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Discussion Starter · #1 ·
As announced:

THE MUSIC TRADE REVIEW December 9, 1922
 

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That ad will be going into the music room shortly :).

Right now the stripped body of my Couturier sop. is cleaned and polished, and when I finish cleaning up the keys I will post a few pics of it in this new thread.

Since getting the soprano, I ran across a Lyon & Healy Couturier model lacquered tenor for sale not too far away from me that I'm considering taking a look at. Does anyone happen to have one of these that could share their opinions about?

So, LaPorte...when is the book going to come out? ;)
 

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We need a picture gallery!:D

As an aside, did Couturier make a baritone?:?
 

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I've never seen the bari.....The soprano I had was one of the best I ever played. Nice balance and it has the thumb ring I desire. I sold my gold plated alto but still have the silver alto (L&H Courturier) for sale or trade. I am selling off the Holtons and Courturiers to concentrate on Conns and Martins.
 

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Discussion Starter · #5 ·
That ad will be going into the music room shortly :).

Right now the stripped body of my Couturier sop. is cleaned and polished, and when I finish cleaning up the keys I will post a few pics of it in this new thread.

Since getting the soprano, I ran across a Lyon & Healy Couturier model lacquered tenor for sale not too far away from me that I'm considering taking a look at. Does anyone happen to have one of these that could share their opinions about?
No Couturier tenor in my collection ...
If you won't be satisfied, let's talk about it.;):D

So, LaPorte...when is the book going to come out? ;)
The stuff is nearly complete, but the English/American language is not my mother language. Some delicate details of the Couturier history need (are needing?) precise wording ...
 

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Discussion Starter · #6 ·
We need a picture gallery!:D
That's a great idea! I'm afraid I will need some help.:)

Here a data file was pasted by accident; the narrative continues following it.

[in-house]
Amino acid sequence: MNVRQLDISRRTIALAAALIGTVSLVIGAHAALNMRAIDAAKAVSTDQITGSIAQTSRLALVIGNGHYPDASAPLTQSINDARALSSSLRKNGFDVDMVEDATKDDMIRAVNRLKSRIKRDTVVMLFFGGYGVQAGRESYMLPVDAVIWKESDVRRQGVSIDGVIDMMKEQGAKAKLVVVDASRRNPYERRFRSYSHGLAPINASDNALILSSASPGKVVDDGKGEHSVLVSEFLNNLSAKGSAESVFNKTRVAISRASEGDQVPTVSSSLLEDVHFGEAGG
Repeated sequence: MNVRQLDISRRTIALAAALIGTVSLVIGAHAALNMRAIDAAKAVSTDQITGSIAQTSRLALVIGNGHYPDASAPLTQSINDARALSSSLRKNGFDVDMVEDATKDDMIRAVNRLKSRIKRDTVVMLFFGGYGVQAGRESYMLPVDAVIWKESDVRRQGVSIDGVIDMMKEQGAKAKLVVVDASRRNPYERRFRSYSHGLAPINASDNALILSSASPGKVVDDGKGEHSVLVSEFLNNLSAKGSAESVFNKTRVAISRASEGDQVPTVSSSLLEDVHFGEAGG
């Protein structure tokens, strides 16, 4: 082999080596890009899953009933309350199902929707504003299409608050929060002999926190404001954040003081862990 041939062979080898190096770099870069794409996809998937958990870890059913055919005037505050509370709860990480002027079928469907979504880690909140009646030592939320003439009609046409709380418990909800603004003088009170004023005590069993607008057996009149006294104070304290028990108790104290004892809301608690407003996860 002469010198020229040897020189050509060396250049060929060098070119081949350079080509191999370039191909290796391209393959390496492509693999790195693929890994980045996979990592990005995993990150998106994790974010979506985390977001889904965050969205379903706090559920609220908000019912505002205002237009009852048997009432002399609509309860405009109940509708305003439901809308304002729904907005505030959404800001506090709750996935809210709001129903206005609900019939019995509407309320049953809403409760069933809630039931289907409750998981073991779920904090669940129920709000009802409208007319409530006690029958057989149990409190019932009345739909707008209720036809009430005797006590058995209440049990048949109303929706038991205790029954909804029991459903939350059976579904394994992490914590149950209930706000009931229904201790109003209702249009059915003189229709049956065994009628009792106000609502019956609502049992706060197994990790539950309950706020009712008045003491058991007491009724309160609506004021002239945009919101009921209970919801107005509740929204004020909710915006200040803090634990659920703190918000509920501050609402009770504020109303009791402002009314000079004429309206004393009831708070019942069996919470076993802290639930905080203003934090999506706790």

As an aside, did Couturier make a baritone?:?
That was one of the most thrilling questiones during my researches!
For the period E A Couturier was president of the E A Couturier Band Instrument Company (until 1924) I couldn't find any indication of a baritone saxophone. Nevertheless there is a Couturier baritone saxophone (made in LaPorte)! One is stripped and needs some attention.;)

Let me come back to that question.
 

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Discussion Starter · #7 ·
C-melodies first!

THE MUSIC TRADE REVIEW November 4, 1922
 

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Discussion Starter · #8 ·

The C-Melody was the first E.A.Couturier saxophone on the market.

This flower is a reliable distinctive feature on Couturier saxophones of the early period to be found on all Couturier saxophones 1922-1923.
 

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Many lacquered brass saxophones from the 1920s or earlier were once silver plated. In the 1940s-50s, silver plate was considered old-fashioned and these horns were stripped in a relatively simple process using cyanide. You will always find a tell-tale speck of silver on these horns by looking outside or inside. Furthermore, the engraving will be dull, as it was done on top of the silver layer, which is now gone. My guess is that these horns may sound a bit brighter than the original sound.
 

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Discussion Starter · #10 ·
Many lacquered brass saxophones from the 1920s or earlier were once silver plated. In the 1940s-50s, silver plate was considered old-fashioned and these horns were stripped in a relatively simple process using cyanide. You will always find a tell-tale speck of silver on these horns by looking outside or inside. Furthermore, the engraving will be dull, as it was done on top of the silver layer, which is now gone. My guess is that these horns may sound a bit brighter than the original sound.
Aha, you just revealed the mystery of my Lyon&Healy "Inspiration" C-Melody (King) which has about 2% sliver plating left on the body. Thank you for that interesting input, Mr. Jazzbug!

That reminds me to Alan's 'Big Ugly':

http://www.cmelodysax.co.uk/saxophones/gallery/big-ugly.htm

a project horn as well.
 

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Discussion Starter · #11 ·
Do you remember the floral engraving of the C melody above? I'm sorry the photo does not show the 'Couturier Rose' completely:





A stencil with such a low serial number? Saxophones given to Gretsch just at the beginning of production (ca. November 1922)?
 

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Discussion Starter · #12 ·
Here is given the answer:

"M. G. Lathrop, secretary and sales manager of
the E. A. Couturier Band Instrument Co., La